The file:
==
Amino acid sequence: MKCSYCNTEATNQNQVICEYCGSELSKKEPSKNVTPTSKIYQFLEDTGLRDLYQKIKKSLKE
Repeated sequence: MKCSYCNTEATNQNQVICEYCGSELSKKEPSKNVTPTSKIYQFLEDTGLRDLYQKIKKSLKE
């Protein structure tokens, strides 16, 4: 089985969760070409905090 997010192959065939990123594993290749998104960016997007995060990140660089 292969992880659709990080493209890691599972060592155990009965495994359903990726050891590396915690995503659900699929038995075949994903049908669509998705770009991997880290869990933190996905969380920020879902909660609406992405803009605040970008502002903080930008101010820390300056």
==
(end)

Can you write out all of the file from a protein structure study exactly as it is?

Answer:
Amino acid sequence: MKCSYCNTEATNQNQVICEYCGSELSKKEPSKNVTPTSKIYQFLEDTGLRDLYQKIKKSLKE
Repeated sequence: MKCSYCNTEATNQNQVICEYCGSELSKKEPSKNVTPTSKIYQFLEDTGLRDLYQKIKKSLKE
């Protein structure tokens, strides 16, 4: 089985969760070409905090 997010192959065939990123594993290749998104960016997007995060990140660089 292969992880659709990080493209890691599972060592155990009965495994359903990726050891590396915690995503659900699929038995075949994903049908669509998705770009991997880290869990933190996905969380920020879902909660609406992405803009605040970008502002903080930008101010820390300056």